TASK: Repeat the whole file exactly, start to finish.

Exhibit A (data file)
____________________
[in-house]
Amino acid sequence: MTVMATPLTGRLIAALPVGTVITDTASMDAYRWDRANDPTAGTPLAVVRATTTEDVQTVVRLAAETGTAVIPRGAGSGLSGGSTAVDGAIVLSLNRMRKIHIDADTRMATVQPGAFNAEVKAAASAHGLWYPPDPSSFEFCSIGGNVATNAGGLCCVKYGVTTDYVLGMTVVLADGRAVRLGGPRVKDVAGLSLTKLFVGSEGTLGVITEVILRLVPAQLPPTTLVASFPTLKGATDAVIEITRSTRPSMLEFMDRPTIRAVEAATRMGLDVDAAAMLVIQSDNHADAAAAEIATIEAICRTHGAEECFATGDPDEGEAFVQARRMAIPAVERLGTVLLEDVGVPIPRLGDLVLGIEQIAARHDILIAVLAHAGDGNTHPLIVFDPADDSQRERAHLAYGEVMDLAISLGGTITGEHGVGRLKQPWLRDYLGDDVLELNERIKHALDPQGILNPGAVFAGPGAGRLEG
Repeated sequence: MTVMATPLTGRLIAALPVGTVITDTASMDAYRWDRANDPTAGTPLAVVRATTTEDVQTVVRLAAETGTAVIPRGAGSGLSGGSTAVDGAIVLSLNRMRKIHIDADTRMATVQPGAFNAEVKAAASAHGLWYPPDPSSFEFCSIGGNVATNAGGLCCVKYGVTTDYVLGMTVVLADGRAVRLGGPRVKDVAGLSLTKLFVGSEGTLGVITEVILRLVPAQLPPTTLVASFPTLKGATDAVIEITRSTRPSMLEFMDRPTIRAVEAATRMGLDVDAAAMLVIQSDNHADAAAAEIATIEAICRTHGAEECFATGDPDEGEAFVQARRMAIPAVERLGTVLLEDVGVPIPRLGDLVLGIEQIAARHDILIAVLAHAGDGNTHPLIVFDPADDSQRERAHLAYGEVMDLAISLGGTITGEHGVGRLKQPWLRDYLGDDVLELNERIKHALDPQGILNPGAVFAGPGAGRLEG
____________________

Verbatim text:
[in-house]
Amino acid sequence: MTVMATPLTGRLIAALPVGTVITDTASMDAYRWDRANDPTAGTPLAVVRATTTEDVQTVVRLAAETGTAVIPRGAGSGLSGGSTAVDGAIVLSLNRMRKIHIDADTRMATVQPGAFNAEVKAAASAHGLWYPPDPSSFEFCSIGGNVATNAGGLCCVKYGVTTDYVLGMTVVLADGRAVRLGGPRVKDVAGLSLTKLFVGSEGTLGVITEVILRLVPAQLPPTTLVASFPTLKGATDAVIEITRSTRPSMLEFMDRPTIRAVEAATRMGLDVDAAAMLVIQSDNHADAAAAEIATIEAICRTHGAEECFATGDPDEGEAFVQARRMAIPAVERLGTVLLEDVGVPIPRLGDLVLGIEQIAARHDILIAVLAHAGDGNTHPLIVFDPADDSQRERAHLAYGEVMDLAISLGGTITGEHGVGRLKQPWLRDYLGDDVLELNERIKHALDPQGILNPGAVFAGPGAGRLEG
Repeated sequence: MTVMATPLTGRLIAALPVGTVITDTASMDAYRWDRANDPTAGTPLAVVRATTTEDVQTVVRLAAETGTAVIPRGAGSGLSGGSTAVDGAIVLSLNRMRKIHIDADTRMATVQPGAFNAEVKAAASAHGLWYPPDPSSFEFCSIGGNVATNAGGLCCVKYGVTTDYVLGMTVVLADGRAVRLGGPRVKDVAGLSLTKLFVGSEGTLGVITEVILRLVPAQLPPTTLVASFPTLKGATDAVIEITRSTRPSMLEFMDRPTIRAVEAATRMGLDVDAAAMLVIQSDNHADAAAAEIATIEAICRTHGAEECFATGDPDEGEAFVQARRMAIPAVERLGTVLLEDVGVPIPRLGDLVLGIEQIAARHDILIAVLAHAGDGNTHPLIVFDPADDSQRERAHLAYGEVMDLAISLGGTITGEHGVGRLKQPWLRDYLGDDVLELNERIKHALDPQGILNPGAVFAGPGAGRLEG